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There is music when summer is with us on earth,

Sent forth from the valley, the mountain, the sky; There is music where rivers and fountains have birth,

Or leaves whisper soft as the wind passeth by ; There is music in voices that gladden our homes,

In the lay of the mother, the laugh of the child ; There is music wherever the wanderer roams,

In city or solitude, garden or wild :Oh, God of Creation ! these sounds are of Thee, Thou surely hast made them for none but the free!

REMEMBRANCE.

By HAMILTON AIDE..

WHEN we are parted, let me lie
In some far corner of thy heart
Silent, and from the world apart,
Like a forgotten melody.
Forgotten of the world beside,
Cherish'd by one, and one alone,
For some loved memory of its own;
So let me in thy heart abide

When we are parted!

When we are parted, keep for me,
The sacred stillness of the night,
That hour, sweet love, is mine by right:
Let others claim thy day of thee!
The cold world sleeping at our feet,
My spirit shall discourse with thine
When stars upon thy pillow shine,
At thy heart's door I stand and beat

Though we are parted i

WOMEN AND CHILDREN.

By FREDERICK TENNYSON. Oh! if no faces were beheld on earth, But toiling manhood, and repining age, No welcome eyes of innocence and mirth To look upon us kindly, who would wage The gloomy battle for himself alone ? Or through the dark of the o'erhanging cloud Look wistfully for light ? Who would not groan Beneath his daily task, and weep aloud ? But little children take us by the hand, And gaze with trustful cheer into our eyes ; Patience and fortitude beside us stand In woman's shape, and waft to heav'n our sighs : The guiltless child holds back the arm of guilt Upraised to strike, and woman may atone With sinless tears for sins of man, and melt The damning seal when evil deeds are done.

A LOVERS' FANCY.

By GERALD MASSEY.
Sweet Heaven! I do love a maiden,
Radiant, rare, and beauty-laden :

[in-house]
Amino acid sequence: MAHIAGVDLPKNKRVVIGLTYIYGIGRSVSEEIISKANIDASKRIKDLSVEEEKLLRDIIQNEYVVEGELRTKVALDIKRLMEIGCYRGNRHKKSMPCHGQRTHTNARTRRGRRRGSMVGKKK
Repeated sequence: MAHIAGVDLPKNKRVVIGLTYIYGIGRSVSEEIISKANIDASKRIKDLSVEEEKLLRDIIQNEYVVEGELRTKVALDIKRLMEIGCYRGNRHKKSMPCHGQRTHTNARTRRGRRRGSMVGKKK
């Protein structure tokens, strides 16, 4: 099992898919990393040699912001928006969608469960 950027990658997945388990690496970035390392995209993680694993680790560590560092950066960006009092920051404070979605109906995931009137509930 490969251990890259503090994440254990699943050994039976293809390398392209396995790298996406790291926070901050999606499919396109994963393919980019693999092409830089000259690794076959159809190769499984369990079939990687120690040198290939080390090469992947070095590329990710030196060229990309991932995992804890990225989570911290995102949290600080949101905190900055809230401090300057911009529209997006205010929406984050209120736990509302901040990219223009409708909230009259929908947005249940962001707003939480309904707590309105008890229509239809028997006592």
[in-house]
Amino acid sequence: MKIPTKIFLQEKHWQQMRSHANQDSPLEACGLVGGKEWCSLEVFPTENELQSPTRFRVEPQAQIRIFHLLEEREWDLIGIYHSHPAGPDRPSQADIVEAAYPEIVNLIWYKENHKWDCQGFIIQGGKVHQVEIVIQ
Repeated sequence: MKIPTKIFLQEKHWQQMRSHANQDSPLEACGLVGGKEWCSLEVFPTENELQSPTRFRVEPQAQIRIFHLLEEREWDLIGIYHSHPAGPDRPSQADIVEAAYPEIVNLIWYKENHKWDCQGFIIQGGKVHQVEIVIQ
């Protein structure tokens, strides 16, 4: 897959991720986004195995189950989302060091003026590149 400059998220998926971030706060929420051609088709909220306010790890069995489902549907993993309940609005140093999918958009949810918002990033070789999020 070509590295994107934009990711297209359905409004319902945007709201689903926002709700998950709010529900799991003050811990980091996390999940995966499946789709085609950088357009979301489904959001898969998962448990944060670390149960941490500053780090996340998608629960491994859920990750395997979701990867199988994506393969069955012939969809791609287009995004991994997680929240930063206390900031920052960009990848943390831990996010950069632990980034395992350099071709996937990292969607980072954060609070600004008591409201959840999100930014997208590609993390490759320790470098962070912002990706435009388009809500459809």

When she's near me, heaven is round me,
Her dear presence doth so bound me!
I could wring my heart of gladness,
Might it free her lot of sadness!
Give the world, and all that's in it,
Just to press her hand a minute;
Yet she weeteth not I love her;

Never dare I tell the sweet
Tale, but to the stars above her,

And the flowers that kiss her feet.

0! to live and linger near her,
And in tearful moments cheer her!
I could be a bird to lighten
Her dear heart,-her sweet eyes brighten :

Or in fragrance, like a blossom,
Give my life up on her bosom!
For my love's withouten measure,
All its pangs are sweetest pleasure;
Yet she weeteth not I love her ;

Never dare I tell the sweet
Tale, but to the stars above her,

And the flowers that kiss her feet.

THE CASTLE. A passage in a poein entitled The Earl's Return, by OWEN MEREDITH. RAGGED and tall stood the castle wall. And the squires at their sport, in the great South Court, Lounged all day long from stable to hall Laughingly, lazily, one and all. The land about was barren and blue, And swept by the wing of the wet sea-mew. Seven fishermen's huts on a shelly shore: Sand-heaps behind, and sand-banks before : And a black champaign streak'd white all thro' To a great salt pool which the ocean drew, Suck'd into itself, and disgorged it again To stagnate and steam on the mineral plain; Not a tree or a bush in the circle of sight, But a bare blackthorn which the sea-winds had wither'd With the drifting scum of the surf and blight, And some patches of gray grass-land to the right, Where the lean red-hided cattle were tether'd : A reef of rock wedged the water in twain, And a stout stone tower stood square to the main.